AVMA Urged to Revise Guidelines to Prevent Mass Killing of Farm Animals by Heat Stroke

Bodies of deceased pigs lie piled in a dumpster
Photo by Direct Action Everywhere

Washington, DC—As the COVID-19 pandemic drags on, the Animal Welfare Institute (AWI) is urging the American Veterinary Medical Association (AVMA) to revise its guidelines to no longer permit killing animals by inducing heat stroke, a method known as “ventilation shutdown plus.”

In a letter delivered earlier this month to the AVMA, the leading professional body representing veterinarians, AWI reiterated concerns expressed by the AVMA’s own membership that all forms of ventilation shutdown are likely to result in prolonged and severe suffering and should be reclassified as “not recommended” for depopulating animals.

The AVMA’s “depopulation” guidelines apply to the large-scale killing of farm animals in emergency situations, including for disease control purposes, such as in response to the highly pathogenic bird flu. The AVMA initially released its draft guidelines on depopulation in 2017, recommending a form of ventilation shutdown called “ventilation shutdown plus” (VSD+) in “constrained circumstances.” In VSD+, operators seal the barn, turn off the airflow, and add heat and sometimes steam to raise the temperature as high as 170 degrees. The process can take hours and cause extreme distress.

At the time, AWI warned that these guidelines might not prevent producers from using this extreme method in situations that instead call for humane euthanasia. In fact, that is exactly what happened during the COVID-19 pandemic, when the meat industry’s failure to protect workers from infection forced dozens of US slaughter plants to shut down temporarily. Facing financial losses and severe overcrowding of farm animals—who already endured cramped, filthy conditions—producers resorted to killing their animals.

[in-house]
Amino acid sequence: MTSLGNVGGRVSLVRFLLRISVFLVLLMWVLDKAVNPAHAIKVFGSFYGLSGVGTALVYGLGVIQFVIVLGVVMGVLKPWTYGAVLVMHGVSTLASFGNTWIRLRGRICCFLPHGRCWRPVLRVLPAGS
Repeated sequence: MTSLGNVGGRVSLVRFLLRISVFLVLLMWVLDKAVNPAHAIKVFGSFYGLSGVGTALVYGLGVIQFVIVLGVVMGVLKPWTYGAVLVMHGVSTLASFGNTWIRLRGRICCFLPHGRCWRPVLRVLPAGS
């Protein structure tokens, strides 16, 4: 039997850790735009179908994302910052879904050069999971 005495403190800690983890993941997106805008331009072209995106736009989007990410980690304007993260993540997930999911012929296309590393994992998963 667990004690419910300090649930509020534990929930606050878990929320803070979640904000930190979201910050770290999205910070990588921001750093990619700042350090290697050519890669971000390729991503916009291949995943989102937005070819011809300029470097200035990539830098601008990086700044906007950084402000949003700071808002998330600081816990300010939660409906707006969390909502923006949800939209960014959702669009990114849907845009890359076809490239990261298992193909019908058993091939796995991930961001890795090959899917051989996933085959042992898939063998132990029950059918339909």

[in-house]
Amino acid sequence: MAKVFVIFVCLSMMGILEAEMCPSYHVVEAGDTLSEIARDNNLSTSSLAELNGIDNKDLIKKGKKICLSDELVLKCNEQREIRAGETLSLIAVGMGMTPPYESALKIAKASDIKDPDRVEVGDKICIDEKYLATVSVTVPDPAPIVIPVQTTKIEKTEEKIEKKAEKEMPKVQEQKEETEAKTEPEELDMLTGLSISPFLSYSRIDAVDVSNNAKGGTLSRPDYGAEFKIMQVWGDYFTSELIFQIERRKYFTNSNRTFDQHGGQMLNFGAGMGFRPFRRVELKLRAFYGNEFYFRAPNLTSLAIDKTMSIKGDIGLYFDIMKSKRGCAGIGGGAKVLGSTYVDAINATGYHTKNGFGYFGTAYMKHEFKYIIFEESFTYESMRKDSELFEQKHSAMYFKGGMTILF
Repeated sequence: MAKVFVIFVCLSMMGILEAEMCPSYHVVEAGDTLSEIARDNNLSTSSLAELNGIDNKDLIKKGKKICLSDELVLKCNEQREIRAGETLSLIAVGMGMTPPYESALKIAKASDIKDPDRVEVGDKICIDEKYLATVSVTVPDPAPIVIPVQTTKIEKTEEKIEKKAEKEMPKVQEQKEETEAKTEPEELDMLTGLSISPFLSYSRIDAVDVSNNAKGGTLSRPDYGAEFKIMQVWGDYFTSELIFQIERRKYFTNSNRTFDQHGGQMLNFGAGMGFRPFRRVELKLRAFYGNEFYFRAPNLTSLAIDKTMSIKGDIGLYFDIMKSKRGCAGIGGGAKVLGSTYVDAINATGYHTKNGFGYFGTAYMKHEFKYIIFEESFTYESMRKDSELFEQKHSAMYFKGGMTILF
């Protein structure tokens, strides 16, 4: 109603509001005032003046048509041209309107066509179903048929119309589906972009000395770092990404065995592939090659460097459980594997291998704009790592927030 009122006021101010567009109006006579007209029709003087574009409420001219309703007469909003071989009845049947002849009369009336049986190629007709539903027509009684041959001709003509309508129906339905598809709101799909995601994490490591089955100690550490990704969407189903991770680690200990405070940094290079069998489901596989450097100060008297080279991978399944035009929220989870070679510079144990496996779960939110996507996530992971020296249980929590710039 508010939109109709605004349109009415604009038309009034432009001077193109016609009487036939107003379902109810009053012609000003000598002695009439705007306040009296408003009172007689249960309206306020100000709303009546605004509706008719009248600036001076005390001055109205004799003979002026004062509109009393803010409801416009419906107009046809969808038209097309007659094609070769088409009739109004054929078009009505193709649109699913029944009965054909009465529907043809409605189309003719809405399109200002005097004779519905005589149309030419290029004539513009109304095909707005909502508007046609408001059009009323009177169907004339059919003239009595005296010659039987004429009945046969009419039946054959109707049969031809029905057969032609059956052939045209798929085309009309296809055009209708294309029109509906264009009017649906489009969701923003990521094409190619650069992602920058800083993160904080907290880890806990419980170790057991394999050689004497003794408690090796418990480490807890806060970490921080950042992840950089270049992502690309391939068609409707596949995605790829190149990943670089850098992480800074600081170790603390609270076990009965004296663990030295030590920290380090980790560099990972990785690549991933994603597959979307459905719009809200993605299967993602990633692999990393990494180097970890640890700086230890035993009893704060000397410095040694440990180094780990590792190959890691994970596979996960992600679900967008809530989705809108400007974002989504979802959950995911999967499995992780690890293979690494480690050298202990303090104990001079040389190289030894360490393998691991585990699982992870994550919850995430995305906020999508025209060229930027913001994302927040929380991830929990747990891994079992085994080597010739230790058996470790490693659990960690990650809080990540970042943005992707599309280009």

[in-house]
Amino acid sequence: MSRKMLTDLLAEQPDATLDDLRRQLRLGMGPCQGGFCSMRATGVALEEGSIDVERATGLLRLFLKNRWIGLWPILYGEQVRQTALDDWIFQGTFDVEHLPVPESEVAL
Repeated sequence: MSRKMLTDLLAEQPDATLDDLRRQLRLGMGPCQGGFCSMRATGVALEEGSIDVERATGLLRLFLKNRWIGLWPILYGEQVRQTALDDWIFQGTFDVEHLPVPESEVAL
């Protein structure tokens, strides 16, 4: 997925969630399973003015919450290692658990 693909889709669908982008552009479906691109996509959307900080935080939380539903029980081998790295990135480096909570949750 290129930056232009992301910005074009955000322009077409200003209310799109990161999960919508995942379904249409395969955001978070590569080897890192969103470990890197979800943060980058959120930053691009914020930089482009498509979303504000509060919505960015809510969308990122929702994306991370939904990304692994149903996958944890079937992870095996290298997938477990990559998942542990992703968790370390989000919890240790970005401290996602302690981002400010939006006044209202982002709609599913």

Some producers spent an extended amount of time preparing for depopulation, which further demonstrates that this was not an emergency situation under the AVMA’s standards for depopulation. Although the USDA does not track the number of farm animals killed by various depopulation methods, VSD+ was used during the COVID-19 pandemic to kill at least a quarter of a million healthy pigs who posed no risk to public health.

“Veterinarians are sworn to protect animals, yet the AVMA is tolerating the most gruesome deaths imaginable,” said Dena Jones, farm animal program director for AWI. “Even the international authority on animal diseases, the World Organisation for Animal Health, doesn’t condone ventilation shutdown. Meat companies should not be rewarded with a quick fix due to their utter lack of emergency preparedness and failure to protect their workers.”

In January, more than 1,500 veterinarians petitioned the AVMA to classify all forms of ventilation shutdown as “not recommended.” The AVMA’s Panel on Animal Depopulation is currently reviewing the proposed changes. Though the AVMA guidelines are voluntary, the US Department of Agriculture typically relies on them to facilitate depopulation events for animal disease outbreaks.